On the outside wall of the Asher Levy Public School on East 12th Street, a school surrounded by new construction projects, a student has scotch-taped a gouache-on-paper drawing depicting his friends at their desks with the inscription, "Please keep the noise down, we are learning!"
Well, what exactly are we learning in New York these days? Construction companies used to install cranes in the middle of their sites, safely erecting buildings around them. Today greed compels the real estate moguls to strap their cranes to the sides of their towers, speeding up the building process -- unless the cranes should topple into our concrete killing fields.
Ugly glass apartment buildings sprout up citywide, because only this kind of design is allowed to bypass the rules of the City Planning Commission. Last week, Mayor Bloomberg advised sweat-drenched, non-crush-proof apartment dwellers to walk upstairs to their teeny, overpriced homes, to benefit their hearts, already beating too fast from fear of being crushed or made homeless by renegade cranes.
Happily, an old and sage teacher of elfin construct, Chris Burden, sponsored by real estate giant Tishman Speyer, has just arrived from the coast to teach us valuable lessons about beauty and scale. Burden’s 65-foot-high skyscraper of erector-set tinker toys now rises at the Fifth Avenue entrance of Rockefeller Center. Burden himself braved the 98 degree heat on the concrete at the press preview Tuesday morning, instructing a handful of scribes, surrounded by employees of the Public Art Fund, handing out water in the merciless oven of Rockefella Land. Atlas, down the block, would have shrugged, but for the box Tishman Speyer has interred him in for renovation and cleaning.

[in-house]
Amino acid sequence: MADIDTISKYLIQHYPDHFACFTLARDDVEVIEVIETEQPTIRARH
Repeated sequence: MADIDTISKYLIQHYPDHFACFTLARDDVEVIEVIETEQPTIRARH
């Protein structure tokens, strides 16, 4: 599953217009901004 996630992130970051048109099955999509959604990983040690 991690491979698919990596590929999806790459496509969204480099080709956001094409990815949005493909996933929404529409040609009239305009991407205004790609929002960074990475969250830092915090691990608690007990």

Burden’s erection is a surprisingly modest jewel, a human-scaled lattice surrounded by capitalist domination. Its delicate trelliswork could easily adorn the swift wrist of one of those harridans from Sex and the City, and its structure is a tender micromimicry of the sandstone 30 Rock Tower in the sightline behind it.
The message of Burden’s sparkling conceit is that small is beautiful, harmony uplifts, symmetry is the soul of art while glass is ugly and redundant. Better to shimmer in metal. Also, shut out the noise and learn at your own pace. Downtown, there’s a kid artist who agrees.
CHARLIE FINCH is co-author of Most Art Sucks: Five Years of Coagula (Smart Art Press).